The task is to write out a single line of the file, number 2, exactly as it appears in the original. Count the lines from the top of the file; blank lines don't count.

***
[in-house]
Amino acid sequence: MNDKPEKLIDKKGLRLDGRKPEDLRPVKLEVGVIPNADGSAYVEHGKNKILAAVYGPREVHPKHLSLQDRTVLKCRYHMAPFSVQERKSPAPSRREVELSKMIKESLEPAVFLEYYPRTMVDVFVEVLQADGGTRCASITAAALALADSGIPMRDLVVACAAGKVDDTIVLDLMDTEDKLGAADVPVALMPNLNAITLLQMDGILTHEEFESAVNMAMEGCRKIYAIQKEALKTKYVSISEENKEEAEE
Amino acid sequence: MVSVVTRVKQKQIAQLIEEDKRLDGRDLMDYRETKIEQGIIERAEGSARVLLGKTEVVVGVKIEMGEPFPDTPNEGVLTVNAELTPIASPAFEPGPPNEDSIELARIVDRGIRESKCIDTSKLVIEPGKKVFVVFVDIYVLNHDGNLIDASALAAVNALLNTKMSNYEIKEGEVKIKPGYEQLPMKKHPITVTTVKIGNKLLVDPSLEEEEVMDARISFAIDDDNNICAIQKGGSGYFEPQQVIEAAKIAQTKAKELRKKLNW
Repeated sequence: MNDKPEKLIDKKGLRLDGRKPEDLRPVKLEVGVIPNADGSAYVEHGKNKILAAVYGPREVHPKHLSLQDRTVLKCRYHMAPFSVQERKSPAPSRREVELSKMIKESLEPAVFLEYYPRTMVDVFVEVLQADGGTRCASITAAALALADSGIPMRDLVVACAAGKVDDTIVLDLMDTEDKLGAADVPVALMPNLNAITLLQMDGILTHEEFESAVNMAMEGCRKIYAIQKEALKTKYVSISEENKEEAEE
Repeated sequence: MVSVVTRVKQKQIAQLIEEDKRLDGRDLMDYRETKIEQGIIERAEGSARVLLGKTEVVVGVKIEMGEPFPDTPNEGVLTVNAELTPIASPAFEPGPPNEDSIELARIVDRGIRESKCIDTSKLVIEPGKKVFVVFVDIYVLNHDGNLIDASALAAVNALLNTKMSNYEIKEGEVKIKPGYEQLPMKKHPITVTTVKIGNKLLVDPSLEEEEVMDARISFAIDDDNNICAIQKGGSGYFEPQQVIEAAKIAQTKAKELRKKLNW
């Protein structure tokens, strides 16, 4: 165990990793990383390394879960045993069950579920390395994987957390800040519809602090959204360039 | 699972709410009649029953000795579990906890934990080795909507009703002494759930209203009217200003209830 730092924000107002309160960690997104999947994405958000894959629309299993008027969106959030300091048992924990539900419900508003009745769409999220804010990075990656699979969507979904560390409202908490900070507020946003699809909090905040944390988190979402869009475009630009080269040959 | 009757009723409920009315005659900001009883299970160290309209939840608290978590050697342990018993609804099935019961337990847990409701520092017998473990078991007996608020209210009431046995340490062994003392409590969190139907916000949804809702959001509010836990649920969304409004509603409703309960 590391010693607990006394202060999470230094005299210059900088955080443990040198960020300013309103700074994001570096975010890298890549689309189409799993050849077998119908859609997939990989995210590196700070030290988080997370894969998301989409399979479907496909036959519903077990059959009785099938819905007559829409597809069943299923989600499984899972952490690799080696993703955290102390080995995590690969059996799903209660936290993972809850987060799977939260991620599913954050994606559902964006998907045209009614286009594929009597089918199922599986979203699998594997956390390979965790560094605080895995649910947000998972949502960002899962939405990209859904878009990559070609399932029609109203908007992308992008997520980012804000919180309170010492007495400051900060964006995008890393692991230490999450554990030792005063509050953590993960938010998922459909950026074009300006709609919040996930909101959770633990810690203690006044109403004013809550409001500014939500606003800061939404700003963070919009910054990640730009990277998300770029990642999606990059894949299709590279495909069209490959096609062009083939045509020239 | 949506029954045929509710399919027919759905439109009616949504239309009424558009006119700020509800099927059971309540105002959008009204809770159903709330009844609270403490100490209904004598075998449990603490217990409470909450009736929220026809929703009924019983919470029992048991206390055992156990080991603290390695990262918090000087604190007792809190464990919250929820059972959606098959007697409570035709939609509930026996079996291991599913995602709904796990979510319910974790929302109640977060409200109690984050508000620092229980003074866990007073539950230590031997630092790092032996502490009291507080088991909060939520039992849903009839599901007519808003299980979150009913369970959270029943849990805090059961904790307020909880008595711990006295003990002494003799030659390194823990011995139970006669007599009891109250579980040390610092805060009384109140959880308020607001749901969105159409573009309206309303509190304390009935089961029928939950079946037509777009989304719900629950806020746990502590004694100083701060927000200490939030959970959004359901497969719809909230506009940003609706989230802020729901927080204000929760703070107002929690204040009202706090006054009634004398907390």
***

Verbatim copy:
Amino acid sequence: MNDKPEKLIDKKGLRLDGRKPEDLRPVKLEVGVIPNADGSAYVEHGKNKILAAVYGPREVHPKHLSLQDRTVLKCRYHMAPFSVQERKSPAPSRREVELSKMIKESLEPAVFLEYYPRTMVDVFVEVLQADGGTRCASITAAALALADSGIPMRDLVVACAAGKVDDTIVLDLMDTEDKLGAADVPVALMPNLNAITLLQMDGILTHEEFESAVNMAMEGCRKIYAIQKEALKTKYVSISEENKEEAEE